Texas school district launches armed agents to round up concerned parents in their own homes

There have been some lively school board meetings in recent days.

After all, parents across the country are annoyed with masked duties, the unwillingness of school boards to listen to their complaints, and their children’s exposure to erotic material and important racial theory.

So naturally, the parents got mad. It’s so crazy that sometimes administrators feel the need to send a police force to parents’ homes to arrest them.

Welcome to Round Rock, Texas, where the Round Rock Independent School District decided that its police department – designed to deal with campus problems – should go into town and arrest a few men. he confronts the school board, according to City Magazine, a publication of the Manhattan Institute for Policy Studies.


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During a school board meeting in August, Jeremy Story, a minister, presented what he said was evidence that Round Rock school director Hafedh Azaiez assaulted a mistress, the City Journal reported. . Azaiez interrupted Story while serving his sentence and the police took him out of the room.

In September, Dustin Clark, a retired Army captain, and other parents protested being barred from attending school board meetings and unable to speak about the district’s masked duty. There is also a tax problem, according to Annals, a journal published by the Rockford Institute, a conservative thought organization based in Rockford, Illinois.

But Board Chairman Amy Weir responded by ordering the police to remove Clark.

But it doesn’t end there. A few days later, the administration sent police to Story and Clark’s home to arrest them on charges of disturbing and disrupting the meeting.

They spent a night in prison, with supporters of the organization on alert all night outside.

While the RRISD incident was extreme, similar things are happening across the country.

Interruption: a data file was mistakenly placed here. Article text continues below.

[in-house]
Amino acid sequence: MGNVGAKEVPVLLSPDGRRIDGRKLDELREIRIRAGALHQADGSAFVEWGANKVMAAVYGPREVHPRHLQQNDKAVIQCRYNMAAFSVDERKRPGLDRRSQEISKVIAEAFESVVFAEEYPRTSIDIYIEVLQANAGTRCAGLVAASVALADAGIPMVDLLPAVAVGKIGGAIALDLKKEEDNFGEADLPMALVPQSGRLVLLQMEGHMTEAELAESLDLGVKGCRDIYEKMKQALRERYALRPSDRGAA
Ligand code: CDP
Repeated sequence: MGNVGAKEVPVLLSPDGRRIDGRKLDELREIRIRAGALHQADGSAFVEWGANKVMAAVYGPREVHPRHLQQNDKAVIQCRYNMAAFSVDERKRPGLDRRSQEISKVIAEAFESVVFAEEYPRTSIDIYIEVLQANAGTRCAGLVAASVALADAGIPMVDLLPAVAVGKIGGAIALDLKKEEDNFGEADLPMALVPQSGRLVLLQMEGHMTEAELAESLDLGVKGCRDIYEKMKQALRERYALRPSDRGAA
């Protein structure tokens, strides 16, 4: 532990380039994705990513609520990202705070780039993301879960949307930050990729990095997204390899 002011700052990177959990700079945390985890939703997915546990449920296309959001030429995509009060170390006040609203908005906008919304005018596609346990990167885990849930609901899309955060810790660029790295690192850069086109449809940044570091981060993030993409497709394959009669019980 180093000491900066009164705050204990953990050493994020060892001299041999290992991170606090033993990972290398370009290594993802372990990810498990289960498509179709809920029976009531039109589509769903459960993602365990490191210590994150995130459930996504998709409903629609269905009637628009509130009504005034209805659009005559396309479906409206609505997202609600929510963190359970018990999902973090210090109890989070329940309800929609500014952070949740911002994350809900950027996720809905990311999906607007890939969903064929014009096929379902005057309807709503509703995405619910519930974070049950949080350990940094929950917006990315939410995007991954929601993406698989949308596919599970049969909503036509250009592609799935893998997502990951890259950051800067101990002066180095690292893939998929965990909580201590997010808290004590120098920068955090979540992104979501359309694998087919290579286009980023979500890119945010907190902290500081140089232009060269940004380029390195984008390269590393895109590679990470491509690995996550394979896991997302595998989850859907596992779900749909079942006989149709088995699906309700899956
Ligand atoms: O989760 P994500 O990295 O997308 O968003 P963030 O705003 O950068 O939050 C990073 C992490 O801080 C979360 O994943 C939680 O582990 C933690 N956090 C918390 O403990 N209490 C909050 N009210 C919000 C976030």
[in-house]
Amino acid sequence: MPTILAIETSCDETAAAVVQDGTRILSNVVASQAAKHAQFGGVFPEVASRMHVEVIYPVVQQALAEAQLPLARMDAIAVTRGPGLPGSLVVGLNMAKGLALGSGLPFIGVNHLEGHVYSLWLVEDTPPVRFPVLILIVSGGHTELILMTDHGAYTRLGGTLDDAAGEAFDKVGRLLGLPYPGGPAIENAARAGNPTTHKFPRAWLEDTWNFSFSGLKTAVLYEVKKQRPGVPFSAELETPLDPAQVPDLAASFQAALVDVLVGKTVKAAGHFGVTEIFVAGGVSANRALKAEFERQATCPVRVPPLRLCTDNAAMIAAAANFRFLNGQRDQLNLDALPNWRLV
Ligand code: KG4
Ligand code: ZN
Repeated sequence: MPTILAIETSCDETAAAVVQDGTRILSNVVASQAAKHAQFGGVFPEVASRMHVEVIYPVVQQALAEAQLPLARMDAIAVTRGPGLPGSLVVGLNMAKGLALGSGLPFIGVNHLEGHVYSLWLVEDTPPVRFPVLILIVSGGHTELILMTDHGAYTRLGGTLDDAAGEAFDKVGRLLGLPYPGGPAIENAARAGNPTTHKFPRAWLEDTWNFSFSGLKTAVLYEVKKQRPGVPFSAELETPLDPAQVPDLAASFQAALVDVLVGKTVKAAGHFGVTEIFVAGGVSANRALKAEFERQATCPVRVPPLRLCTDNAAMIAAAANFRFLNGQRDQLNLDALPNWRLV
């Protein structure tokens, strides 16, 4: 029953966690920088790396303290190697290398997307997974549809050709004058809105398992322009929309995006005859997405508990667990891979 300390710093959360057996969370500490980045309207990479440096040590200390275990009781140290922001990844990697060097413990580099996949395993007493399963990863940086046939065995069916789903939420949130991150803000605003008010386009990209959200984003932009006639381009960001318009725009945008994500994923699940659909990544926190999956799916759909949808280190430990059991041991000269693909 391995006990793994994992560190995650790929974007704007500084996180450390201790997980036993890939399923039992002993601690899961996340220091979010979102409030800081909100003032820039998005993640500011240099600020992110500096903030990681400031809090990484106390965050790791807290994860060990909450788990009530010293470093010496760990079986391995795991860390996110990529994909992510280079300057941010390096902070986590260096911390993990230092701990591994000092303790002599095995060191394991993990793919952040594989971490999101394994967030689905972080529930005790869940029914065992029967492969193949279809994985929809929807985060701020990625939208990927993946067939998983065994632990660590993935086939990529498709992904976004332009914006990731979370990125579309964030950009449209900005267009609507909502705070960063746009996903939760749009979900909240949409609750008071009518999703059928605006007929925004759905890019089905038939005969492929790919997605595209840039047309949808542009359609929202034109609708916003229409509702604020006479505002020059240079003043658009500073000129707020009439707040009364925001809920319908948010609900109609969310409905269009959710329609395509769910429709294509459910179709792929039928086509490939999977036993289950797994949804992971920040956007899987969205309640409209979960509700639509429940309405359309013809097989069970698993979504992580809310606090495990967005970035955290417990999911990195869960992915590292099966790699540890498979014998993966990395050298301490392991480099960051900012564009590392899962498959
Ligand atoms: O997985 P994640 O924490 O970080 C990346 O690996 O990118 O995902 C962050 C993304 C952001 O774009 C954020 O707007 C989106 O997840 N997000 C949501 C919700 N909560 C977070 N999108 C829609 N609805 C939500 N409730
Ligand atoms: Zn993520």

In Washington, DC, a suburb of Fairfax County, Virginia, parents were recently greeted with a team law enforcement vehicle in the parking lot for the school board meeting, with a circling helicopter casting a beam of light down on them.

In nearby Loudoun County, Virginia, the superintendent wants the sheriff to dispatch riot control officers, a SWAT team and undercover agents to deal with parents, the City Journal reported. Sheriff Mike Chapman wisely refused.

Though he tried to push back his attempt when he was grilled by Republican senators, Attorney General Merrick Garland in October issued nationwide mail for law enforcement officials to warn them to watch out for “harassment, threats and threats of violence” against school officials.


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In one October 28 hearingRepublican Senator Josh Hawley of Missouri accused Garland of, in effect, creating an environment in which prosecutors, according to a Remember board from a U.S. attorney in Montana, parents may be sought for “disturbing phone calls” or “using the internet… in ways that could cause emotional distress.”

Amid the conflict between parent-school boards across the country is Garland’s move forward with allegations by the National Association of School Boards that parents are acting as “domestic terrorists“, a charge that the association later rescinded and issued an apology.